Letters to the editor, March 2021
We heard from builder-turned-architect Peter Watson, about the challenges of making sustainability sustainable
Thank you for your well-worded article on sustainability; it does raise questions. As a general builder, and now an architect, I’ve been mindful of the Earth’s finite resources for several decades. Yours is a good question; “is sustainability as realistic as we hope?” Yes and no, at least in the interim period for as long as finite resources last, which also applies to the materials needed to build harvesters hold out, or until modern methods lead on to as yet unimaginable ways of sustaining humanity’s increasing consumerism.
The only sure answer is ‘maybe’, if we don’t hit the stops before climate rebalancing reduces the need for low U-values and thicker insulation, which they don’t need in warmer zones. Either way, the best way forward should include a consideration of working with Mother Nature -- after seeing what a speedy recovery she’s made in repairing environmental damage during a few weeks of lockdown, which ecology scientists had said would take at least five years of severe CO2 reduction – rather than ignoring or fighting against what nature is doing to help sustain mankind on a global scale.
There has been an historical progression of energy conversion as technology advanced to meet the growing needs of transportation and packaging produce for distribution. The scythe became the combined harvester, and the horse-and-cart has been replaced by railroads, long-vehicle trucks, tankers and cargo planes, all within a few decades to meet the needs of growing consumer communities. Sustainability concerns have grown alongside resource depletion, but not to the point of providing a solution to the approaching dead-end to scavenging.
My University-of-Wales Government sponsored Heritage Sustainability Course taught me one thing for certain; industrial-scale erosion of the Earth’s resources, and disposing of plastic waste-products and manufacturers’ hazardous-waste in our rivers and seas are, from the perspective of life, anti-social behaviour offences; ASBO’s.
More-of-the-same – even in the name-change alias from ASBO to sustainability – only adds to the suffocating pressure of human consumerism, causing extinction of Earth’s fragile eco-systems. Life’s environmental-membrane, composed of the mineral kingdom, upon which vegetation is dependent, and the arterial airways and waterways that breathe and irrigate the Earth, are our planet’s immune-system. This global ecosystem is designed to protect our environment and keep us alive. It cannot be abused with impunity. Long-term interference by turbines, whether off-shore or inland, will have the same cumulative effects as mass-agriculture that is increasing desertification of the Earth’s arable soil.
We could look at the overall problem with a jaundiced eye of doom and gloom, or, see it as a warning light alerting us to a viable and feasible alternative, if a sufficient few of us awaken to the approaching dead-end inevitability of sustaining and pursuing the course we’ve inherited.
OR, we might see the challenge as one of the greatest creative opportunities facing us in mankind’s time-of-need.
Discussing sustainability with my friend and editor, she asked me “what do you think?” For once I had no words, or a glib answer. I’d well explained the problems related to exhausting the Earth’s precious resources to a point where we’d need to accept the late astrophysicist Professor Stephen Hawking’s defeatist advice, by abandoning the Earth, and colonising Mars. So, bearing in mind if our top scientist doesn’t have a down-to-earth solution, I’d have to do some hard thinking to come up with a magic card to trump the Mars answer; I kept my silence.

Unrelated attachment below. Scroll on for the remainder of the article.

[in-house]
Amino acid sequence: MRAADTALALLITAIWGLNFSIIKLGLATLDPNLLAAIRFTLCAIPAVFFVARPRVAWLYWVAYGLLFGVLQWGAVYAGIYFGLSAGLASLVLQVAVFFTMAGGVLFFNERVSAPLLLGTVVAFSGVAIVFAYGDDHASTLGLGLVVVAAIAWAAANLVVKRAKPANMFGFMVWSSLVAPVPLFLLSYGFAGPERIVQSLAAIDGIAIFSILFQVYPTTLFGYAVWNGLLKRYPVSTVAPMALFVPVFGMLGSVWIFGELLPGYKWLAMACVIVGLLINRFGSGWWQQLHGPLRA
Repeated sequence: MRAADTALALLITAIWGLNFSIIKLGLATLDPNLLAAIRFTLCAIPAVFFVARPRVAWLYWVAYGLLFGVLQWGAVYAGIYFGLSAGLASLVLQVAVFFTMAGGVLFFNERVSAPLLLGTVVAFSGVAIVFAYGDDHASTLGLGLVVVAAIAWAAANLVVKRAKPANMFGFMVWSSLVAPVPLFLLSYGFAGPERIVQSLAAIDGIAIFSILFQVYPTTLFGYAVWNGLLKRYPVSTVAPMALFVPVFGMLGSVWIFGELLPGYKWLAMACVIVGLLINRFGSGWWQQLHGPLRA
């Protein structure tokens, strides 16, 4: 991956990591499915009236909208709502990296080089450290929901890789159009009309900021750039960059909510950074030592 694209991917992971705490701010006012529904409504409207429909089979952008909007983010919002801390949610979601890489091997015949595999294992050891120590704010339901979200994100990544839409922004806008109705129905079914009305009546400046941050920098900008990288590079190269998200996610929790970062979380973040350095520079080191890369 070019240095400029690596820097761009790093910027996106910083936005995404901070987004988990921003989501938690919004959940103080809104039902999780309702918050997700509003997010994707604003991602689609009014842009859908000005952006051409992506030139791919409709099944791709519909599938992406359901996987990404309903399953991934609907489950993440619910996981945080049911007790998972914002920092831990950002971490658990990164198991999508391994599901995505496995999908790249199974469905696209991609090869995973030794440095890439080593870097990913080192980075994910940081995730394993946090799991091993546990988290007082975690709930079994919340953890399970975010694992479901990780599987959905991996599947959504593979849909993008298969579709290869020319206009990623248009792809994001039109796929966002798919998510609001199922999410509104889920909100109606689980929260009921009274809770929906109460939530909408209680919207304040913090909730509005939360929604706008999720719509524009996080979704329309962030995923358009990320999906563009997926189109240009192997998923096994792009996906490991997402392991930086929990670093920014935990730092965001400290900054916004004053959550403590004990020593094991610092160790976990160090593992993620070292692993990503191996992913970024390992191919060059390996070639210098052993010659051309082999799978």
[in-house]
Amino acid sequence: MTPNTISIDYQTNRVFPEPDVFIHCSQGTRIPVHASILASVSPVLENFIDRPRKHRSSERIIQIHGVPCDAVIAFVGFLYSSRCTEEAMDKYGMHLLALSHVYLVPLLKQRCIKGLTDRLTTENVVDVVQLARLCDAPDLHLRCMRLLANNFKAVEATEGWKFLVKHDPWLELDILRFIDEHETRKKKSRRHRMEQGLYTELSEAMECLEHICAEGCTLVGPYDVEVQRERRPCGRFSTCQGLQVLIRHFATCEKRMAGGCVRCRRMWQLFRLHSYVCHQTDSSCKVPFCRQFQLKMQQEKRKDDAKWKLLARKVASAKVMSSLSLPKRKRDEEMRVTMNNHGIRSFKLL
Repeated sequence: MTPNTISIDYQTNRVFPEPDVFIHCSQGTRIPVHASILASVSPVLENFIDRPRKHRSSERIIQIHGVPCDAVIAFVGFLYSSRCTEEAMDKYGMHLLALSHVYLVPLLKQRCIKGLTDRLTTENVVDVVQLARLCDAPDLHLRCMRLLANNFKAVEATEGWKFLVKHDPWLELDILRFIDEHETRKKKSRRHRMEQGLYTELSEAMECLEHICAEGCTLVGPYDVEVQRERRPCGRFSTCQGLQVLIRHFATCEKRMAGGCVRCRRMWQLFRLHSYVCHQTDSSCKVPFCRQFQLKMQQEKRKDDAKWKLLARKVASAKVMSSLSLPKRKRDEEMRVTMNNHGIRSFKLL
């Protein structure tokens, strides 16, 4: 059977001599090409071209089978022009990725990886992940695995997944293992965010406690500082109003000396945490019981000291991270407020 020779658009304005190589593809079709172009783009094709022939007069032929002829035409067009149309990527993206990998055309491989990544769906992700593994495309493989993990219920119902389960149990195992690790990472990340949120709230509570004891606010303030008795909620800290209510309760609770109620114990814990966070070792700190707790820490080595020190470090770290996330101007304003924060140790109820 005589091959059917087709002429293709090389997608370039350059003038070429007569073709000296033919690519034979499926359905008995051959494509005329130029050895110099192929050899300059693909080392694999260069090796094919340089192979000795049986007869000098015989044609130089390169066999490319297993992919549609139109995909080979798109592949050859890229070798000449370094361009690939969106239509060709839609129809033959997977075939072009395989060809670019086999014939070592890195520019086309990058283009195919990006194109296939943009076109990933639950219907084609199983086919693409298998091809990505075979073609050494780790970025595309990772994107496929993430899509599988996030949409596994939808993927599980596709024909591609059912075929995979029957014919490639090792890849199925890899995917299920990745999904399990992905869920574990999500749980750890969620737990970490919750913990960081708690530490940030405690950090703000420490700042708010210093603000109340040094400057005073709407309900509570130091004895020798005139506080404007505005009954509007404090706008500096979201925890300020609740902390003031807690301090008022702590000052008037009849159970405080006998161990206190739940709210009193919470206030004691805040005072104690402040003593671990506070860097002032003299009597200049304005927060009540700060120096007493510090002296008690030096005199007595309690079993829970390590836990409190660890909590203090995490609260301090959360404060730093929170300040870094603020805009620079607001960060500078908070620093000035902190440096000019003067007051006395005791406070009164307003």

However – however – as I’ve found so many times if I accept a question, and let it rest in perfect patience, low and behold an answer will come if the question is valid, and in the best interests of the greater whole and the way life works. Here is where we need to exercise a bit of our God-given imagination, but outside of the traditional building-block box.
We already have the technology to create artificial substances, like plastic and acrylics; how about using the same technology, up-scaled from nano-technology, to accommodate the walls and roofs of dwellings? Our homes are where most of our energy-efficiency (U-values) is lost, and needs feasibly and viably changing in refits as well as new builds.
Besides harvesting the forces of our planet’s irrigation, solar-radiation and air-circulation systems – the way life does in producing the lungs of the planet and the food we eat -- consider letting life lend a hand, so to speak, to creatively further our survival on our home-planet, by the growing of an organic wall of self-replenishing skin, the same simple way by which life provides a skin for all other species, given the right seeds and needs. A banana skin, orange skin, apple skin, all are different, but designed suitably, and fit for purpose, as an immune system to keep the maturing fruit at the right temperature, absorbing sunlight and moisture the same as our own skins. An organic wall-skin would also have a natural attribute of temperature-regulation.
In principle, life is already doing this, by growing moss, and oxidising metals (rust) to reclaim the resources taken out of the Earth’s mineral kingdom. In order to further the purpose of life, the same principles of organic generation, as and when creatively directed to reduce harmful-to-life CO2 (the major hallmark of pollution crippling the Earth’s life-support systems), can easily be applied to work in our favour too, by lightly cooperating with the way life works.
So that is life’s answer to the need of making sustainability sustainable, instead of colonising Mars, and then, in time, repeating the same problems we’ve made for ourselves here. Over to you and your other readers for comment; thank you.